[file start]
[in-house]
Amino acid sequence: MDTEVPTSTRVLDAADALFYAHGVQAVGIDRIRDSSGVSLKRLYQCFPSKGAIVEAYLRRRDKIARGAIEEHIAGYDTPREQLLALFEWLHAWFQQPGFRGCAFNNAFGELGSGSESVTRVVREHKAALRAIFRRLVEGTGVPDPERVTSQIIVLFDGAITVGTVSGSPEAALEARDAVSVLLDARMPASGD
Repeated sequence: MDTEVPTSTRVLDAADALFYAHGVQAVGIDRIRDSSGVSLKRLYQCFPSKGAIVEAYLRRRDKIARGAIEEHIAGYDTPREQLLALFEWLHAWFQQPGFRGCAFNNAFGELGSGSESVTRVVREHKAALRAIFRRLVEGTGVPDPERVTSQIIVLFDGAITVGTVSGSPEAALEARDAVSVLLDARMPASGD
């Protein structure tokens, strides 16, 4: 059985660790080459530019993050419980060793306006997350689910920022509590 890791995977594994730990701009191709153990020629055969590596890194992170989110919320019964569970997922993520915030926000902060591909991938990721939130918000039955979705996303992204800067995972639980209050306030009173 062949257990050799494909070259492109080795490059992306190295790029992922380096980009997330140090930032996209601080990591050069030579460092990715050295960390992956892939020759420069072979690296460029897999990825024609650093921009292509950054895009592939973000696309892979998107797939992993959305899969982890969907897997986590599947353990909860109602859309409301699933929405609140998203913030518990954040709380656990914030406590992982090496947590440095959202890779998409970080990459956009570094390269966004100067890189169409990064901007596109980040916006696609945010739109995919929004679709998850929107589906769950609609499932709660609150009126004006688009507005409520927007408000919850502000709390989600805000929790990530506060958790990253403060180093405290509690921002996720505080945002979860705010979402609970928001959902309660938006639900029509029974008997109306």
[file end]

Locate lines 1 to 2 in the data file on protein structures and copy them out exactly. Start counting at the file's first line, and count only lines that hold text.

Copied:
[in-house]
Amino acid sequence: MDTEVPTSTRVLDAADALFYAHGVQAVGIDRIRDSSGVSLKRLYQCFPSKGAIVEAYLRRRDKIARGAIEEHIAGYDTPREQLLALFEWLHAWFQQPGFRGCAFNNAFGELGSGSESVTRVVREHKAALRAIFRRLVEGTGVPDPERVTSQIIVLFDGAITVGTVSGSPEAALEARDAVSVLLDARMPASGD